Cardiovascular disease is the leading cause of death worldwide. Despite overwhelming socioeconomic
impact and mounting clinical needs, our understanding of the underlying pathophysiology
remains incomplete. Multiple forms of cardiovascular disease involve an acute or chronic disturbance
in cardiac myocytes, which may lead to potent activation of the unfolded protein response (UPR), a
cellular adaptive reaction to accommodate protein-folding stress. Accumulation of unfolded or misfolded
proteins in the endoplasmic reticulum (ER) elicits three signaling branches of the UPR, which
otherwise remain quiescent. This ER stress response then transiently suppresses global protein translation,
augments production of protein-folding chaperones, and enhances ER-associated protein degradation,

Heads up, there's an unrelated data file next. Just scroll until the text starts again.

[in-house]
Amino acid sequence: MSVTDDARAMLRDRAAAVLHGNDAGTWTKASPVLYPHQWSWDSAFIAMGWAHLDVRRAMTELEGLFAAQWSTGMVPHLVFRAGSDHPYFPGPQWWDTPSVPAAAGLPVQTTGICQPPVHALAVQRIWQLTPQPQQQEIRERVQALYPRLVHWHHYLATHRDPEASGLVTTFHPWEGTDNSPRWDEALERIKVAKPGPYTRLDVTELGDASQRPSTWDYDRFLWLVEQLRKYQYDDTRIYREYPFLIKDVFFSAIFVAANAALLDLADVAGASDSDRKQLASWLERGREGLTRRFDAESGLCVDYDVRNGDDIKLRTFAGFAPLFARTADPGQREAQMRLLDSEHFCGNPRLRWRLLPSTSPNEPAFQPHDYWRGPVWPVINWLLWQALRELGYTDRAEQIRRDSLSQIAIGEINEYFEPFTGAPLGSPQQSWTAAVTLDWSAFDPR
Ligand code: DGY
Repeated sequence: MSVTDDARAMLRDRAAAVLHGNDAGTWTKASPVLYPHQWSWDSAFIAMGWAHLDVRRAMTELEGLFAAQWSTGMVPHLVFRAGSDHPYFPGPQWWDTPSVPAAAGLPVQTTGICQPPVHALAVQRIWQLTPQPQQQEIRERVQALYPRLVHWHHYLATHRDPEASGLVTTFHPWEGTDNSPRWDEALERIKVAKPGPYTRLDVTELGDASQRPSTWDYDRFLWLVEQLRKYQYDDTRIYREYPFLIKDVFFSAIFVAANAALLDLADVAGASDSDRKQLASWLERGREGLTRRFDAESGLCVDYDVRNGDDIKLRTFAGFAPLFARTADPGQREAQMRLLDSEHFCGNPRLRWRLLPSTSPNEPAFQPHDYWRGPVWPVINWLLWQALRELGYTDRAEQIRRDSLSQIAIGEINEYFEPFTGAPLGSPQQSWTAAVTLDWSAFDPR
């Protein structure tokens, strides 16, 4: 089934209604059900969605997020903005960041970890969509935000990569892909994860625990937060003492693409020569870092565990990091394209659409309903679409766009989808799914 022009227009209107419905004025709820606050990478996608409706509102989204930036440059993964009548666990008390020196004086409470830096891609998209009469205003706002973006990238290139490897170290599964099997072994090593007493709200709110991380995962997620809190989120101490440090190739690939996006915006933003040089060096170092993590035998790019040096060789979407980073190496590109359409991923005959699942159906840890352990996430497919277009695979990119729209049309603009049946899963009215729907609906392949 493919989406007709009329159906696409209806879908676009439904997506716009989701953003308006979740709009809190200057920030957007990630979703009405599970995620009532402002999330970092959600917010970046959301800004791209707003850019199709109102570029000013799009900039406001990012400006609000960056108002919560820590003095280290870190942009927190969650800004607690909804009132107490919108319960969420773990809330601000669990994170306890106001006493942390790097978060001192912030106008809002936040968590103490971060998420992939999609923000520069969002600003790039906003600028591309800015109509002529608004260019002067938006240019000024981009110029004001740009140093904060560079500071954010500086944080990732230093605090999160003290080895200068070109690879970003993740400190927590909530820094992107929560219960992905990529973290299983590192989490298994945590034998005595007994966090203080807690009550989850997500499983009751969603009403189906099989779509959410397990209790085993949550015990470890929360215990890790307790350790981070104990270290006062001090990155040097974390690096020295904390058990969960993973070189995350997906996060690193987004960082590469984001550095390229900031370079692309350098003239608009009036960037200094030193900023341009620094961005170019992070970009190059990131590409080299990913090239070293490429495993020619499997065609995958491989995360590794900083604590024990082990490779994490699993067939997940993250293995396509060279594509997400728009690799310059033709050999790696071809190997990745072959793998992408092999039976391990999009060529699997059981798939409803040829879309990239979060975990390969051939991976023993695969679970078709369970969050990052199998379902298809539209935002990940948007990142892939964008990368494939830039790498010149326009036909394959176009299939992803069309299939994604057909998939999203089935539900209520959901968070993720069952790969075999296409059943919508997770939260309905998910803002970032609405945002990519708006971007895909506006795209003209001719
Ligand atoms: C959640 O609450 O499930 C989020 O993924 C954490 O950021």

with an aim to restore cellular homeostasis. Ample evidence has established that the UPR is
strongly induced in heart disease. Recently, the mechanisms of action and multiple pharmacological
means to favorably modulate the UPR are emerging to curb the initiation and progression of cardiovascular
disease. Here, we review the current understanding of the UPR in cardiovascular disease and discuss
existing therapeutic explorations and future directions.
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Unfolded protein response;
ischemic heart disease;
pathological cardiac remodeling
Division of Cardiology, Department of Internal Medicine, University of Texas Southwestern Medical Center, Dallas, Texas, USA.
Touchstone Diabetes Center, Department of Internal Medicine, University of Texas Southwestern Medical Center, Dallas, Texas, USA.
Appeared or available online: June 11, 2019